Michael Sarian & The Chabones put a jazz spin on the ginger myth

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Arguably, Michael Sarian is the most talented trumpet player you probably haven’t heard yet. The trumpeter and bandleader was born in Argentina, but has relocated to New York City. “León” is Sarian’s third album with his septet, The Chabones.

Critical acclaim for Sarian’s work typically remarks on his style, how there is a rock sensibility that undergirds the songs, and so forth. And a listen to his previous works bear those assertions out. What stands out on “León” is the straightforward way in which the musician communicates with his audiences.

While the music is most important, when getting to know a musician, the liner notes are essential. In the notes for “León,” Sarian explains how he arrived at the title. He also discusses the myths associated with red-haired people – – yes, gingers. Sarian has red hair, which is rare in his native Argentina. He writes: “Albeit mostly playful, there’s a common stigma against gingers…and my home country is no different…they believe gingers are bad luck.”

As a result of the stigma, Sarian wanted to title the album, “Colorado Yeta.” The phrase, “roughly translates into ‘bad luck ginger.'”

Sarian then explains that he didn’t want the recording to have a “defeatist vibe.” So he put a positive spin on being a ginger, and his look overall, and went with a word that means “lion.” He points out though, the term as applied to this recording is not just about looks. The term is for anyone who has ever felt “‘less than’ for any reason, because they too can be a lion. The lion represents anyone who grows into who they are and owns it.”

In the hands of Sarian, a negative ginger myth becomes a reason to celebrate. In six songs, he tells autobiographical stories that help listeners to see why the album’s title means so much to him.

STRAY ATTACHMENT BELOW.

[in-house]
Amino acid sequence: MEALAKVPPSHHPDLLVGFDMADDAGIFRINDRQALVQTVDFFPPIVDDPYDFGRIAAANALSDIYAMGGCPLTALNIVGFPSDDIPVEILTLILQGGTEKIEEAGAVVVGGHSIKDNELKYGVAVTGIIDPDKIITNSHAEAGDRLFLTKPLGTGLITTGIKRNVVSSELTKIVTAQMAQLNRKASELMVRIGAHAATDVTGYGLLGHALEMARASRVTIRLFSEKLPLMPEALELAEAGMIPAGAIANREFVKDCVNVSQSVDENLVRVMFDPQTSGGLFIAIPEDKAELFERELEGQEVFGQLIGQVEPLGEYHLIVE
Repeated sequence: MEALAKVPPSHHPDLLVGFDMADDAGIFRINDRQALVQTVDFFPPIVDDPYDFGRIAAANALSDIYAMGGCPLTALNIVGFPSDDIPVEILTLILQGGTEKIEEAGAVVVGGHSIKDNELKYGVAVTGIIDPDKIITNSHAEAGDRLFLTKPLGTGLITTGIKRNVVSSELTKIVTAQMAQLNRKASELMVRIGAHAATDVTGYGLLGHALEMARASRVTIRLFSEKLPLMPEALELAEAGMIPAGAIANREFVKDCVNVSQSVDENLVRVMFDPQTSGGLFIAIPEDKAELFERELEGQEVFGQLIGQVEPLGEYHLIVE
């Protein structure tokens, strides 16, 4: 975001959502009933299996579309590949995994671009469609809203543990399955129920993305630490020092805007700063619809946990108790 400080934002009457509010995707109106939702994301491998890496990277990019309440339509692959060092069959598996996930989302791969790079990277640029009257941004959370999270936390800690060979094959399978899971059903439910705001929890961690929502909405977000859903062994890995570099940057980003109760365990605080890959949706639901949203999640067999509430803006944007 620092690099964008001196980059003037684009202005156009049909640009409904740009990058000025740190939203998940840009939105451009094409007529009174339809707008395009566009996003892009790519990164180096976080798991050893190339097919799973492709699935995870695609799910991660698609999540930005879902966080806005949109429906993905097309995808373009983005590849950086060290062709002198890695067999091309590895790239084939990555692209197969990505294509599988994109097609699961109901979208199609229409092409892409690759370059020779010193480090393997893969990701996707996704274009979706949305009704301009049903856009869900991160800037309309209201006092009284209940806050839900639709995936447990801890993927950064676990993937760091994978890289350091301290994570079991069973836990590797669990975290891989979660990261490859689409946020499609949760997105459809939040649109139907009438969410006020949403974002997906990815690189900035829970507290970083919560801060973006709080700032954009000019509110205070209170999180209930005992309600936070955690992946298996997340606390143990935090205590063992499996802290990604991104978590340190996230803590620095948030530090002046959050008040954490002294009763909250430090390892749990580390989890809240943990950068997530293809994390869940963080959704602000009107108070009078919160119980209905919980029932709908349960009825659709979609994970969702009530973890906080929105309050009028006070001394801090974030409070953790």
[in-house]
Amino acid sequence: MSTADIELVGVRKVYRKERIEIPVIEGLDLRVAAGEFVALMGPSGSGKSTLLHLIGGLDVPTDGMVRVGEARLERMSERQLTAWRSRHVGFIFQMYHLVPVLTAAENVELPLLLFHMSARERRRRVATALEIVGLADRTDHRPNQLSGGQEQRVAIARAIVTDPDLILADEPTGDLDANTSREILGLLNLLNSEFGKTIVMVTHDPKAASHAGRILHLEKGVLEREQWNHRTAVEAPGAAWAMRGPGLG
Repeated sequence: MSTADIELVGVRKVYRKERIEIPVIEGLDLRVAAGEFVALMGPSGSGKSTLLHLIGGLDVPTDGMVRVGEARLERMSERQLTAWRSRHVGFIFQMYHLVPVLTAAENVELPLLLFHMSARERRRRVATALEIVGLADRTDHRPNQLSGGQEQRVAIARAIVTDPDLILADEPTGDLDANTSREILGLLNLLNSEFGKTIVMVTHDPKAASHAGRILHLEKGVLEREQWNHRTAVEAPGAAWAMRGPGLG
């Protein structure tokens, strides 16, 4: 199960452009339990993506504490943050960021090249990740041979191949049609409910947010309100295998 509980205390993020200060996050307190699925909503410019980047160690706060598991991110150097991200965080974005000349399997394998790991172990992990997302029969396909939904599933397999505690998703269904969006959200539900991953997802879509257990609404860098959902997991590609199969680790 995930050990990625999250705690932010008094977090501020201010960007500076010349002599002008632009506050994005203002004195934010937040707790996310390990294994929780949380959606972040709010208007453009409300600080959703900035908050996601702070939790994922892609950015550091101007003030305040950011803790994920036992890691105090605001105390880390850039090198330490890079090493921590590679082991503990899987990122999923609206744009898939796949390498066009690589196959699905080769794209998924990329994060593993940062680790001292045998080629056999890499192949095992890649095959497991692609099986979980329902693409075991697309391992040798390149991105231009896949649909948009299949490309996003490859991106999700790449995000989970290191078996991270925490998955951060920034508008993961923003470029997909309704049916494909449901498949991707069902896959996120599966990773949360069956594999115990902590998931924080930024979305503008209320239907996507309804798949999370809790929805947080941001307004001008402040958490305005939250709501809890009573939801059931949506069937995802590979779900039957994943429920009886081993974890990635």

Michael Sarian & The Chabones, “León”

The horns lead and fall back. Percussion that is at turns tribal, then rock-ish set the pace. Even when the horns take over a bit, and play a different motif, the drums shimmer and pound brightly. The emotive quality of the song is found in the horns’ motifs. Gentle background singing gives the piece added nuance. Toward the end of the song, the drums sound more like they belong in a rock song than in jazz. Maybe that is symbolic of a person coming into his or her own.

“Colorado Yeta” by Michael Sarian & The Chabones

The feel is certainly downcast in contrast to the title track. A bluesy undercurrent seems to guide the song. A horn motif in triplets orients listeners to what the brass section is doing. The drums hush and shimmer lightly. The song sounds like introspection, like what it would sound like if the search for one’s place in the world was set to music. The end is abrupt, but the absence of sound is felt more than heard.

On “León,” Sarian plays with his dudes, or chabones, to make autobiographical songs that are interesting to listen to without being too arty or off-putting. The music and his thoughtful liner notes help audiences to see his perspective and make sense of every song.

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